SILC-NET Presents… A New National Teleconference & Webinar Series
Part I: The Availability of Statistics on People with Disabilities
Part II: Using Statistics about People with Disabilities to the Inform the SPIL
August 21 & 23, 2012; 3:00 – 4:30 p.m. Eastern Time
One of the hallmarks of the Independent Living Movement is the way our community values advocacy and action over research. We know what life with a disability is all about. But when we explain our community and programs to legislators, governors, consumers and other stakeholders, it’s often an absolute necessity to include data on people with disabilities. This is certainly true in the development of the SPIL (State Plan for Independent Living).
The SILC-NET has organized this brand new training to help SILC members and staff know exactly where to go and what to look for to collect meaningful data on people with disabilities in your state in order to inform your development of an accurate and powerful SPIL. We hope you’ll join us for this two-part, info-packed teleconference and webinar on locating and using statistics on people with disabilities to create your SPIL.
Target Audience: Executive Directors, Council members, and staff of Statewide Independent Living Councils
Upon completion of these webinar(s), participants will have knowledge and resources that will enable them to:
- Explain the nature and importance of disability statistics
- Identify strengths and weaknesses of data and locate agencies or entities that can provide the most appropriate data for particular objectives
- Describe methods for locating and analyzing demographic data
- Develop an effective process for gathering relevant data that relate to goals and priorities
- Use gathered data to assist in developing the State Plan for Independent Living
Meet Your Presenters
Dr. Andrew Houtenville is currently an Associate Professor of Economics in the Whittemore School of Business and Economics and the Research Director of the Institute on Disability at the University of New Hampshire. He is extensively involved with disability statistics and employment policy research. He is the Principal Investigator of the Rehabilitation Research and Training Center on Employment Policy and Measurement (EPM-RRTC), as well as, a co-Principal Investigator of the Hunter College Rehabilitation Research and Training Center on Disability Demographics and Statistics (StatsRRTC) and Rehabilitation Research and Training Center on Individual Characteristics and Employment Outcomes (IC-RRTC). He is working with the National Institutes of Health/Clinical Center/Rehabilitation Medicine Division under an Inter-Personnel Agreement (IPA) to evaluate and develop potential recommendations for the reform of the Social Security Administration's child and adult disability determination processes. He is widely published in the areas of disability statistics and the economic status of people with disabilities.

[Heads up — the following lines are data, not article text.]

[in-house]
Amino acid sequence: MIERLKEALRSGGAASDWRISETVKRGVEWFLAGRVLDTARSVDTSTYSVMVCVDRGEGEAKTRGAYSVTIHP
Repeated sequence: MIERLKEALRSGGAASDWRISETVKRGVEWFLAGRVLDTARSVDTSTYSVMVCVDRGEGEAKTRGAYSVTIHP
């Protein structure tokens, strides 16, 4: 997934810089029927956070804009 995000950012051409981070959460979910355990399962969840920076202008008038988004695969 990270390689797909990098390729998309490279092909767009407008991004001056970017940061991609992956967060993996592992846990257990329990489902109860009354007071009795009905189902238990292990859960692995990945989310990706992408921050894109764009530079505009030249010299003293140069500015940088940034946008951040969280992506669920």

Dr. Houtenville received his Ph.D. in Economics from the University of New Hampshire in 1997 and was a National Institute on Aging Post-Doctoral Fellow at Syracuse University in 1998/1999. He is the former president of the National Association of Rehabilitation Research and Training Centers.
Dr. Tony Ruiz joined the Institute on Disability at the University of New Hampshire in January 2011 as Research Associate for the Hunter College Rehabilitation Research and Training Center on Disability Demographics and Statistics (StatsRRTC), Rehabilitation Research and Training Center on Employment Policy and Measurement (EPM-RRTC), and the Rehabilitation Research and Training Center on Individual-Level Characteristics Related to Employment Among Individuals with Disabilities (IC-RRTC). Prior to working with the IOD, Dr. Ruiz was an Assistant and Associate Professor at the Department of Work and Organizational Psychology, Institute of Psychology, University of Technology Berlin, Germany (1984-90). He held Visiting Research Professor positions at the University of Oklahoma; Osaka University, Japan; University of Gent, Belgium; and Aarhus Business School, Aarhus, Denmark. He was also a Visiting Professor and Senior Research Associate at Cornell University (1990-2008). While at Cornell he was also the Project Director & Principal Investigator of the DBTAC-Northeast ADA Center. His publications are in the areas of organizational behavior, human resource management and disability statistics. Dr. Tony Ruiz received his Ph.D. in Psychology from the University of Technology in Berlin, Germany in 1983.
Eric Lauer has spent the last 14 years developing his interest in disabilities and mental health. After receiving his bachelor's degree in psychology, Eric worked directly with children and adults with mental health conditions at the Eunice Kennedy Shriver Center and McLean Hospital. Eric's fieldwork for his master's degree examined brain weights in autism. His Ph.D. coursework was in statistics, research methodology, molecular biology, and genetic sciences. Eric's career focus includes health disparities, disabilities and mental health, with research interests such as the impact of disabilities, physical illness and mental illness on quality of life, access to care, and health outcomes. Eric's career goals include teaching, research, grant writing, and publishing as well as informing policy on the state and federal level.